Nothing should inspire reader panic like the words ”NOW A MAJOR MOTION PICTURE” emblazoned on a paperback. Sylvia Nasar’s A Beautiful Mind and Mark Bowden’s Black Hawk Down: A Story of Modern War, both of them true stories and journalistic feats, prove just how dangerous the transition from page to screen can be. The triumph of the authors is their insistence that no life can be shuffled into the role of hero or villain to the exclusion of all character nuance. And the rub is realizing just how little Hollywood trusts its audience with the truth.
Nasar’s award-winning biography of mathematical whiz John Forbes Nash Jr. is riveting. The skeletal story—a genius is derailed by schizophrenia, driven into isolation and unproductivity, and ultimately resurrected with a Nobel prize in 1994—is a sweet one. But Nash’s life is as rich and troubled as one would expect from a genius, and Nasar doesn’t shy away from her subject’s complexity—or his faults. Her biography paints Nash as an anti-Semite. A lousy father. A violent man. A jerk to women (particularly the mistress he impregnated and abandoned, and the wife from whom he was separated for nearly 40 years). Nasar’s point—that what was beautiful about John Nash was the mind rather than the man—is completely massaged out of the film starring Russell Crowe. Gone as well is the depth of fear, felt not only by Nash but by his peers, that treating his schizophrenia would dull his genius, diminishing his worth.
The claim that has drawn the most sputters from fans of the film, which is more a story of marriage than math or madness, is of Nash’s homosexual leanings. Apparently, that bit of history was excised out of fear that moviegoers might be quick to equate schizophrenia with homosexuality. In her biography, Nasar discusses the Freudian concept in the 1950s that linked the two, a theory that has long since been discredited. But does the on-screen omission really hint at Hollywood’s perception that unevolved moviegoers will be more put off by homosexuality than by schizophrenia?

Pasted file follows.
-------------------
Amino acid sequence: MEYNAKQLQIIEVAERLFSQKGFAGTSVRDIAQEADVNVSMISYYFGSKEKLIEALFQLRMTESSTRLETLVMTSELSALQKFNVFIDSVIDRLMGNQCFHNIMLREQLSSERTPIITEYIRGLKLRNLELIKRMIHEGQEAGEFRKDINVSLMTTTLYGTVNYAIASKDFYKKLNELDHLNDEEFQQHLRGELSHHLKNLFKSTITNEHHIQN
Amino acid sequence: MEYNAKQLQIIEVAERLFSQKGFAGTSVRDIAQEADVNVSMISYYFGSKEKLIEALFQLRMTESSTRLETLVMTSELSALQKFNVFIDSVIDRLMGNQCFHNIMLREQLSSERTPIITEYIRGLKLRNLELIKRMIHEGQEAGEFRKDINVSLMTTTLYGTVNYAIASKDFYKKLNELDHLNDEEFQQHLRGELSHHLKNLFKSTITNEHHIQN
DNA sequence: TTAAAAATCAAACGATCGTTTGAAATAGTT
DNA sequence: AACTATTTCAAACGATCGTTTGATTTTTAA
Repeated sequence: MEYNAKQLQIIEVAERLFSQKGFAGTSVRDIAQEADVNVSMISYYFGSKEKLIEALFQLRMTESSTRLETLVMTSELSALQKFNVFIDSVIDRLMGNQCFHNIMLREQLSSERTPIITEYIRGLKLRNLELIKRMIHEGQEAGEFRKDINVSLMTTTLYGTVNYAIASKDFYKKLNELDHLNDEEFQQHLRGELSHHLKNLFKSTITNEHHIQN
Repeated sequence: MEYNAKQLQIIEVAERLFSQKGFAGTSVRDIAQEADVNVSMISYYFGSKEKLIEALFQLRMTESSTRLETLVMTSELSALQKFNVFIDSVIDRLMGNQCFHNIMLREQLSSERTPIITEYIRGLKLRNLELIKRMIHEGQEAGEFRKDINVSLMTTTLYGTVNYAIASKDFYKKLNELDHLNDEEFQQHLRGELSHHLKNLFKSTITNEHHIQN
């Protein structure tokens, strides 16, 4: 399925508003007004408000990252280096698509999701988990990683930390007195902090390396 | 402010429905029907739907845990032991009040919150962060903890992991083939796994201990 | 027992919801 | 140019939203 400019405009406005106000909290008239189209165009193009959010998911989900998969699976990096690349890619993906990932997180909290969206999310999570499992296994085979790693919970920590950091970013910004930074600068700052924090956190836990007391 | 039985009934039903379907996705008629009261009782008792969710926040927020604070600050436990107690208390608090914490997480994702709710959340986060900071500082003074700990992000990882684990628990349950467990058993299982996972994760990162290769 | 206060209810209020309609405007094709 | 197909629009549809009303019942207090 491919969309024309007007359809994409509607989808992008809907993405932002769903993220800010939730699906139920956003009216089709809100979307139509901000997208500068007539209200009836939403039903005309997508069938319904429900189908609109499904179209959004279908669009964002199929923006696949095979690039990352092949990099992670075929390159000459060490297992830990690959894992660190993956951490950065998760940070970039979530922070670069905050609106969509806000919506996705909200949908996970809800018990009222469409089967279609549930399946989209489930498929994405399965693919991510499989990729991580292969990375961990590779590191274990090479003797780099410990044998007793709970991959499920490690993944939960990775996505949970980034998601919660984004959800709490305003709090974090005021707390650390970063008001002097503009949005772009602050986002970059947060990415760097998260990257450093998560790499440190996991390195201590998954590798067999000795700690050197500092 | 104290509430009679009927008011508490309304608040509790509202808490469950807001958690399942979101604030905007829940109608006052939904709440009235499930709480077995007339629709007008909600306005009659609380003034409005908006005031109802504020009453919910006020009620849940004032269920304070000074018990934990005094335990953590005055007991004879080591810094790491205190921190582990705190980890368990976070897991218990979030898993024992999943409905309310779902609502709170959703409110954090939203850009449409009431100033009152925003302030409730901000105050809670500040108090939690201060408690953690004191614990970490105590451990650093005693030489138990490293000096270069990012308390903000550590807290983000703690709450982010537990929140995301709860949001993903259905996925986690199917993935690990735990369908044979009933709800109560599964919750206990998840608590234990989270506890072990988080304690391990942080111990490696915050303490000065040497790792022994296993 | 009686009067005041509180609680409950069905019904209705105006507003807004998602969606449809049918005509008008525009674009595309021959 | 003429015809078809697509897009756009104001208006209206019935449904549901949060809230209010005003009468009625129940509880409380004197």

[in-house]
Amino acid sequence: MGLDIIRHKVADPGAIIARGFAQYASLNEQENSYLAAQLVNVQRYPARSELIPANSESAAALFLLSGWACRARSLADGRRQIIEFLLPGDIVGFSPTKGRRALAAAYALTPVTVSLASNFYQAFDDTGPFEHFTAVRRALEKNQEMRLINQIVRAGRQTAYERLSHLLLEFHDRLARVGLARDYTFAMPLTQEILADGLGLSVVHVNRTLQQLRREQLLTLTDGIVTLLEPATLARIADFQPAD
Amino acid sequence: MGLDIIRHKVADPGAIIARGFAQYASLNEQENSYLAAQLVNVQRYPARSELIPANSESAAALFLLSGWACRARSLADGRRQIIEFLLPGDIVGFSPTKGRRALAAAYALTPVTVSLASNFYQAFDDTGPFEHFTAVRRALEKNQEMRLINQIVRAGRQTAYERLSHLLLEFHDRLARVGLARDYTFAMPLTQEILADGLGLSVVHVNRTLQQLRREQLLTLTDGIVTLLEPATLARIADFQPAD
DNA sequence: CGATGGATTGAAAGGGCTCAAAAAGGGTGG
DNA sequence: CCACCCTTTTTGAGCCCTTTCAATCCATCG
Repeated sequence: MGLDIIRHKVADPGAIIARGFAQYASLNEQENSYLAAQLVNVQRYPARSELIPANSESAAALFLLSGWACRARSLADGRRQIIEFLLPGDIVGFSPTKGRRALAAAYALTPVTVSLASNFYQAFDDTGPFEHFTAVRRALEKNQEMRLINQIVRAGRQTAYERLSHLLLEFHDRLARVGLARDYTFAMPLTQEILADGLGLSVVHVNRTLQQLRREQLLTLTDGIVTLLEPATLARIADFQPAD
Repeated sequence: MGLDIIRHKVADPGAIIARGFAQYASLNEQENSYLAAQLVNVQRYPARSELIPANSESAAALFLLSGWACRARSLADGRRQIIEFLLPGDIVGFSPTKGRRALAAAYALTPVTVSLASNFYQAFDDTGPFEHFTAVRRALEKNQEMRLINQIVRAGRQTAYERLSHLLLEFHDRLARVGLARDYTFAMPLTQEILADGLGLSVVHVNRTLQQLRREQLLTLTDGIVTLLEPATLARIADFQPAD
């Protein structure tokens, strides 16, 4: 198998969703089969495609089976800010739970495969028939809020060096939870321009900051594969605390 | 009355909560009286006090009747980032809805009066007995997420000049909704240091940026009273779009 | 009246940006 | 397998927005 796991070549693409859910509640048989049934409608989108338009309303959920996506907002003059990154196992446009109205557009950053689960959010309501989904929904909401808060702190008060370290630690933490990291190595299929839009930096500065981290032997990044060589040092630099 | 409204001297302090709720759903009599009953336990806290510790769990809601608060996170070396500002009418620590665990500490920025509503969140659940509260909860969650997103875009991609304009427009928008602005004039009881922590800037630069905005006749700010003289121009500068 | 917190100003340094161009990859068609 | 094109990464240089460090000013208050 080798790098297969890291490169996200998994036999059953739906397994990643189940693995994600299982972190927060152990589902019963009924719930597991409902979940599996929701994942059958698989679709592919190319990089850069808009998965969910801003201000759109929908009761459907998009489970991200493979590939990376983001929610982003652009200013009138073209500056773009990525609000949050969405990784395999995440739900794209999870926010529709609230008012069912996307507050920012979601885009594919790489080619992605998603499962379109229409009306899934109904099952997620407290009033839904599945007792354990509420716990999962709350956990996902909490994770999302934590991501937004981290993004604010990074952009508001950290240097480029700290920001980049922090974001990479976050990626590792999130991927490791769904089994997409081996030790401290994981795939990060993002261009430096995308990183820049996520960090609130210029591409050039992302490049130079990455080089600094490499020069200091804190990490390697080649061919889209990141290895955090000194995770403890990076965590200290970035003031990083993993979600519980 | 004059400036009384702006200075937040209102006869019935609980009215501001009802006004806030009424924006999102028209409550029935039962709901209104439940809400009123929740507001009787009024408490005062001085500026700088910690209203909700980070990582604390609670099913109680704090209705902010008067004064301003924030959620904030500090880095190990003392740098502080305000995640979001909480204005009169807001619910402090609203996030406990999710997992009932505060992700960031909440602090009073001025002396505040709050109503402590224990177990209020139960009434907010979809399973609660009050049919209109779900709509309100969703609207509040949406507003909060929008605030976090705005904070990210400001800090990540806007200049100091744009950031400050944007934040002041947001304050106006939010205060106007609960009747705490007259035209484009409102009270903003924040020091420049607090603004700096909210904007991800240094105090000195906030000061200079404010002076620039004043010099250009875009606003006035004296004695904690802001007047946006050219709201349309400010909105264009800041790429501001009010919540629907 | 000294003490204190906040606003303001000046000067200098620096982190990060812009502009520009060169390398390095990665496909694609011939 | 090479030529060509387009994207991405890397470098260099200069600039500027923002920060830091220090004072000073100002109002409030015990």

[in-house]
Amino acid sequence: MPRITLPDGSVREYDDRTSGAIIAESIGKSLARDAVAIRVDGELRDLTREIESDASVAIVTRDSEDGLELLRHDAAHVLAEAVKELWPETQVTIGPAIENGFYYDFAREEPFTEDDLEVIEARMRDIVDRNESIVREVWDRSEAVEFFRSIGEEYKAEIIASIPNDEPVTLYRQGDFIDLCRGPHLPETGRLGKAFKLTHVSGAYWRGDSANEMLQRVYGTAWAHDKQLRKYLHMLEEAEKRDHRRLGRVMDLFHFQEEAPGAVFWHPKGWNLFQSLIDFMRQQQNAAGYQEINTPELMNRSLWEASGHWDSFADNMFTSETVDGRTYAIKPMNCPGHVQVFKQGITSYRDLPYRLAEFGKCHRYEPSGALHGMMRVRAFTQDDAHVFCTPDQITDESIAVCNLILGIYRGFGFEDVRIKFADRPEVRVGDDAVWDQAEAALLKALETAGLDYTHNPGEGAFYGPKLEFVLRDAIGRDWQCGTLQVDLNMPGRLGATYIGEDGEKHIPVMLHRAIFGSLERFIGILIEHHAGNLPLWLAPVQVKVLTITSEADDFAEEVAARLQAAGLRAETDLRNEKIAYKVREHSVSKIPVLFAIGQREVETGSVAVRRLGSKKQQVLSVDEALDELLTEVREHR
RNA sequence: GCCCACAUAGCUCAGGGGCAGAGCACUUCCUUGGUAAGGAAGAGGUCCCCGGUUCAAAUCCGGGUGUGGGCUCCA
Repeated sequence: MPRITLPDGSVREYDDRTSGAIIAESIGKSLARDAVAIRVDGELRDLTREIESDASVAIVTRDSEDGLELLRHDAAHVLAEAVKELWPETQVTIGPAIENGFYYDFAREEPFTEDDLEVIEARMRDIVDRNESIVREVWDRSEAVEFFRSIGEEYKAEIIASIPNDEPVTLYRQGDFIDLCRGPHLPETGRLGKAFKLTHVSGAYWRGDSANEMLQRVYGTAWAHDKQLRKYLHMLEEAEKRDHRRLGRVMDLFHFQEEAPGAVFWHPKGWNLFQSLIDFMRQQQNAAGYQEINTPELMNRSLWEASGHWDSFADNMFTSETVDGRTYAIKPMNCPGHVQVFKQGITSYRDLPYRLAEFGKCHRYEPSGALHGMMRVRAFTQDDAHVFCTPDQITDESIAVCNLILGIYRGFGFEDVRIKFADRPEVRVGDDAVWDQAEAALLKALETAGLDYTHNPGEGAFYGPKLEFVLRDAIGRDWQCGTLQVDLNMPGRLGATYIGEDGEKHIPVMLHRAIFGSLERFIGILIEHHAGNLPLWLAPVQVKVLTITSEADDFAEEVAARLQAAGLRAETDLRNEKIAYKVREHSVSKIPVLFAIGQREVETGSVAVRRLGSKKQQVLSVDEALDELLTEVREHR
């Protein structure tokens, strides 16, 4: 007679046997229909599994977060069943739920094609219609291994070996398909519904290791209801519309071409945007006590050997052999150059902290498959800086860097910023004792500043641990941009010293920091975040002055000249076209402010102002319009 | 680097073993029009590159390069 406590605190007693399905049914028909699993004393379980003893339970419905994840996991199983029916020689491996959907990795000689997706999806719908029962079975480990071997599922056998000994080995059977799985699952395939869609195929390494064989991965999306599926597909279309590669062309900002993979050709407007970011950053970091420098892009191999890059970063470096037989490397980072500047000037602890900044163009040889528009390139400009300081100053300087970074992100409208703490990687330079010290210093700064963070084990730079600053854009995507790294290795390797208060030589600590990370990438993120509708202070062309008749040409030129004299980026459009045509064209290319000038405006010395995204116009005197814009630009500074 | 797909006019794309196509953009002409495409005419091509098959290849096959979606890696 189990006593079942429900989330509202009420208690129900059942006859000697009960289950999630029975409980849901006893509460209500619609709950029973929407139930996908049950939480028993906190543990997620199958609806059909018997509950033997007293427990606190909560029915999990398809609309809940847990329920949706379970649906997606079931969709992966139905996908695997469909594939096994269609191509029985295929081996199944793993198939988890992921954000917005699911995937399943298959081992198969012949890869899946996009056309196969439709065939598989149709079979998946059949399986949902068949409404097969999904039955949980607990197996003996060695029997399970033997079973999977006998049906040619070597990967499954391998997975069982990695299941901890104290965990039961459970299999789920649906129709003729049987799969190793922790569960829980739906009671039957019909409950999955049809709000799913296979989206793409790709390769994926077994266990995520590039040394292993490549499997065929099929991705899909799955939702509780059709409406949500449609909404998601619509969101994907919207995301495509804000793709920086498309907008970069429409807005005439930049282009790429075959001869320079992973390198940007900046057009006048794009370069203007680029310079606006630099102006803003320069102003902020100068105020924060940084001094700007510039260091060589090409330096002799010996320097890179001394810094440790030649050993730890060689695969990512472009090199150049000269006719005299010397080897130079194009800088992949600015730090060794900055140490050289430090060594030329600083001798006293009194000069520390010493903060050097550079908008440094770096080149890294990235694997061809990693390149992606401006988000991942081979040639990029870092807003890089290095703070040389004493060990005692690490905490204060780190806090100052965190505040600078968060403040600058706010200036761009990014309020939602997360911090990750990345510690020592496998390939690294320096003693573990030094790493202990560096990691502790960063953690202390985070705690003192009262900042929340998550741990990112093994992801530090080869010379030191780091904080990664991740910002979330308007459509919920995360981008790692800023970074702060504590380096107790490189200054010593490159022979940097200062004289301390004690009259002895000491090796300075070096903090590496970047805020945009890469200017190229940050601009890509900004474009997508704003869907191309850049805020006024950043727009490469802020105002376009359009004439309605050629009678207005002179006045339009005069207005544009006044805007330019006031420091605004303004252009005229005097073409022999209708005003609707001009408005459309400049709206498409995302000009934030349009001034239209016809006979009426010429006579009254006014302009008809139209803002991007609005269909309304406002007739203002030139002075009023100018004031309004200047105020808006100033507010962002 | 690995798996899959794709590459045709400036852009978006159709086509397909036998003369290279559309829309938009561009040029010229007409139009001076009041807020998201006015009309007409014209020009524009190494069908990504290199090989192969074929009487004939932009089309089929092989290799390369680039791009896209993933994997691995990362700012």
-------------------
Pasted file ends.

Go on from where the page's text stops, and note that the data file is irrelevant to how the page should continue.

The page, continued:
The movie version of Black Hawk Down is the more faithful of the two adaptations. Those familiar with Mark Bowden’s best-selling book—a minute-by-minute account of the 1993 skirmish that took the lives of 18 American soldiers and more than 500 Somalians—will appreciate the meaty chunks of dialogue and scene setting that make it into the movie.
Some of the most compelling elements of the book, though—those crucial chapters devoted to the Somalians—are dearly missed. Bowden balances out a U.S. sergeant’s perception that the Somalians, or ”skinnies,” as the American troops often referred to them, looked ”savage, or deranged,” with a Somalian lawyer’s claim that the residents of Mogadishu felt ”brutalized and harassed.” In one chapter, a Somalian whose uncle was shot that day wonders, ”Who were these Americans who rained fire and death on them, who came to feed them but then had started killing?” The beauty of Bowden’s thorough reporting is that the two viewpoints aren’t meant to contradict one another or to sway a reader’s allegiance.
In his epilogue, Bowden writes of the young soldiers he interviewed whose ”experience of battle, unlike that of any other generation of American soldiers, was colored by a lifetime of watching the vivid gore of Hollywood action movies.” His book provides the kind of valuable context that rarely finds its way into those movies. He describes the soldier who, while loyal to the man fighting alongside him, curses the government at home that put them in peril. And he allows the enemy a face. There are sides to be taken in wartime, but one would be wise to remember, the author seems to suggest, that both are made up of men.
Josh Hartnett, who plays Sgt. Matt Eversmann in Black Hawk Down, appeared on the Today show on Jan. 9. When asked to explain the events that led to the battle—the knotty political climate, the ambush of soldiers, the source of the Somalians’ hatred—the actor deferred to the text, and we don’t mean the screenplay. ”It’s good to read the book,” he said. ”It’s important.” Roger that. A Beautiful Mind: A; Black Hawk Down: A-